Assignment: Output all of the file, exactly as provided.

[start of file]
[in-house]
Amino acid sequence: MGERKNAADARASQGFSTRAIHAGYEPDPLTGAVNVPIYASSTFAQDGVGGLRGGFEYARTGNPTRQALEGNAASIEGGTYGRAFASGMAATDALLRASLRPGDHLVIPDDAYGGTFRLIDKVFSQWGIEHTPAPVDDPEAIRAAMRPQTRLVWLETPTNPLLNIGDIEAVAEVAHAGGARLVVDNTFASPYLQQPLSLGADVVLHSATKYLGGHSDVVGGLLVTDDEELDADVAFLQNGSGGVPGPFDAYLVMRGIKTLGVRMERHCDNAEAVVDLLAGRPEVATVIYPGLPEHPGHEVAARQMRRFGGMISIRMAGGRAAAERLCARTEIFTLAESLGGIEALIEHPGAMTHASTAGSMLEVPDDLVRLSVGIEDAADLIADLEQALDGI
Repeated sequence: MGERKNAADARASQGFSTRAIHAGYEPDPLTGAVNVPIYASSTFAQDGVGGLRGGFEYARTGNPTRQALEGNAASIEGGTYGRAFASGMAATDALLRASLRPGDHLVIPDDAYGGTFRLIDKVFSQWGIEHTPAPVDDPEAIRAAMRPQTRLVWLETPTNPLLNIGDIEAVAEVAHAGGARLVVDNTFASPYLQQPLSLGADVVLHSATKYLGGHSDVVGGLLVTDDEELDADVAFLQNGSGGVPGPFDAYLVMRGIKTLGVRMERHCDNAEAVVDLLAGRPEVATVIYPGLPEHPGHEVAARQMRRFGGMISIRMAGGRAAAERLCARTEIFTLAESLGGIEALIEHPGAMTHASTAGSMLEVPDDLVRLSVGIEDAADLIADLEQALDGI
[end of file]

[in-house]
Amino acid sequence: MGERKNAADARASQGFSTRAIHAGYEPDPLTGAVNVPIYASSTFAQDGVGGLRGGFEYARTGNPTRQALEGNAASIEGGTYGRAFASGMAATDALLRASLRPGDHLVIPDDAYGGTFRLIDKVFSQWGIEHTPAPVDDPEAIRAAMRPQTRLVWLETPTNPLLNIGDIEAVAEVAHAGGARLVVDNTFASPYLQQPLSLGADVVLHSATKYLGGHSDVVGGLLVTDDEELDADVAFLQNGSGGVPGPFDAYLVMRGIKTLGVRMERHCDNAEAVVDLLAGRPEVATVIYPGLPEHPGHEVAARQMRRFGGMISIRMAGGRAAAERLCARTEIFTLAESLGGIEALIEHPGAMTHASTAGSMLEVPDDLVRLSVGIEDAADLIADLEQALDGI
Repeated sequence: MGERKNAADARASQGFSTRAIHAGYEPDPLTGAVNVPIYASSTFAQDGVGGLRGGFEYARTGNPTRQALEGNAASIEGGTYGRAFASGMAATDALLRASLRPGDHLVIPDDAYGGTFRLIDKVFSQWGIEHTPAPVDDPEAIRAAMRPQTRLVWLETPTNPLLNIGDIEAVAEVAHAGGARLVVDNTFASPYLQQPLSLGADVVLHSATKYLGGHSDVVGGLLVTDDEELDADVAFLQNGSGGVPGPFDAYLVMRGIKTLGVRMERHCDNAEAVVDLLAGRPEVATVIYPGLPEHPGHEVAARQMRRFGGMISIRMAGGRAAAERLCARTEIFTLAESLGGIEALIEHPGAMTHASTAGSMLEVPDDLVRLSVGIEDAADLIADLEQALDGI